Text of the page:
I’ve never been an enthusiastic writer. In fact, I’ve always shied away from it.
Throughout my adolescence, even feeling the temptation to write, I was crippled with embarrassment in the face of presumed mockery and indifference. Or perhaps that’s just an excuse for leaving university essay deadlines until the last minute.
A lot’s happened in my life over the past few years: a move to London, two jobs, the deaths of loved ones. Simultaneously, I’ve been made increasingly aware of the pernicious and enduring injustices our society is built on and whose survival and prosperity it ensures; whether through the nature of my work or through being an increasingly conscious citizen of the world.
And, you know what? It angers me.
By day, I’m a headhunter to the third sector and civil society more broadly, and specialise in communications, policy, advocacy and campaigns. It’s a job that affords me perhaps undue insight into the inner workings of how change happens, whether that’s in environmental, health, poverty or gender campaigning (or the rest of the plethora of worthy campaigning causes). Simultaneously, it is arms-length insight – conversations happen where my opinions are informed and evolve, yet I am under no illusions as to who is actually making that change happen.
So, in the spirit of biting the bullet, here I am, warts and all.
Since I’ve been closely following campaigning, I’ve always been conscious of the power of hope behind making change happen. However, I’ve also observed that without the presence of anger as a starting point, in the face of injustice, such efforts at creating a better world can fizzle out. It’s my belief that the balance of anger and hope can bring about the change needed in the world – that seeing an injustice, whether individual, collective or systemic, firstly inspires frustration. Rather than optimism, which I’ll class as blind faith in the face of reality, we must then prioritise hope, a feeling that based on what we see, on what we experience, we truly believe that we can make a difference, that another future is tangibly possible.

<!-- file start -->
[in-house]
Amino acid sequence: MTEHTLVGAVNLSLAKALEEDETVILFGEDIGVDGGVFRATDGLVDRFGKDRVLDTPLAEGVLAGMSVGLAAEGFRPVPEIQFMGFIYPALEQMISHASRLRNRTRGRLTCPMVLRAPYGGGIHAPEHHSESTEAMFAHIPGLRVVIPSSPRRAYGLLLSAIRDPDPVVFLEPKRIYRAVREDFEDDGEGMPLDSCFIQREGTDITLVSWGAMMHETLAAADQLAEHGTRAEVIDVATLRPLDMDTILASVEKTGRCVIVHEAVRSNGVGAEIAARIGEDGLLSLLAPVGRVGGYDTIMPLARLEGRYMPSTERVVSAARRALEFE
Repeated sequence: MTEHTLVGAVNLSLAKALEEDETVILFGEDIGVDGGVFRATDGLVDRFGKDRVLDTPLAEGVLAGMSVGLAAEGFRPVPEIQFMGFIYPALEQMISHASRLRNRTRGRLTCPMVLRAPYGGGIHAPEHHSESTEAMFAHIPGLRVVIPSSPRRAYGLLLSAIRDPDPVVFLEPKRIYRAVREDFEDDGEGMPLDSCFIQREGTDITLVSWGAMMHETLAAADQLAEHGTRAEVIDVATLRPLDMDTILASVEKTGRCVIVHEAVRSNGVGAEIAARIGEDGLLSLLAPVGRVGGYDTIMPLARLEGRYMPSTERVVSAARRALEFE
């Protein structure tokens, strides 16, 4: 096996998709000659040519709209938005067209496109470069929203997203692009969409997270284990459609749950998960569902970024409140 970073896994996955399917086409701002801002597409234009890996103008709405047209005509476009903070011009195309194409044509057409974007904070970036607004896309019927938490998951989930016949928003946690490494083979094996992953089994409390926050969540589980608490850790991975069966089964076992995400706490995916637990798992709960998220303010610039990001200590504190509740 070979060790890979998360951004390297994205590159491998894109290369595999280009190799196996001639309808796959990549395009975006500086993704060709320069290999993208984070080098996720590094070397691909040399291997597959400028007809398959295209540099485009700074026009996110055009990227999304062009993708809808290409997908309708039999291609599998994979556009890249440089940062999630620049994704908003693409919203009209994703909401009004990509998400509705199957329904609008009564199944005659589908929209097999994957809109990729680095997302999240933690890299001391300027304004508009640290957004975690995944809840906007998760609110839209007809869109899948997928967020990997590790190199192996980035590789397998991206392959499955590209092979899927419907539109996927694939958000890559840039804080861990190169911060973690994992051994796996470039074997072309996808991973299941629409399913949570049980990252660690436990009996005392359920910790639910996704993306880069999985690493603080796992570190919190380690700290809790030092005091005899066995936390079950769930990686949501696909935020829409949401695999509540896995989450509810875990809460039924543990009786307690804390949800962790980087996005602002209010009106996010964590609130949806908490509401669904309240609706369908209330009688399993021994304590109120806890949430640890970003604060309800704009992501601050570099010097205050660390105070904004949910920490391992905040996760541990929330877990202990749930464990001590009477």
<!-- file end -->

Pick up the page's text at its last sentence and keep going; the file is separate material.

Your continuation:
I’ll both be producing my own content and featuring guest content from other commentators. I’ll aim to bring a variety of viewpoints and experiences under the umbrella of progress, equality and justice – and be mindful that everyone, regardless of their job title, their gender, their race, their ethnicity, their sexuality, has something of value and of interest to offer. Comments, criticisms and insights are always welcome!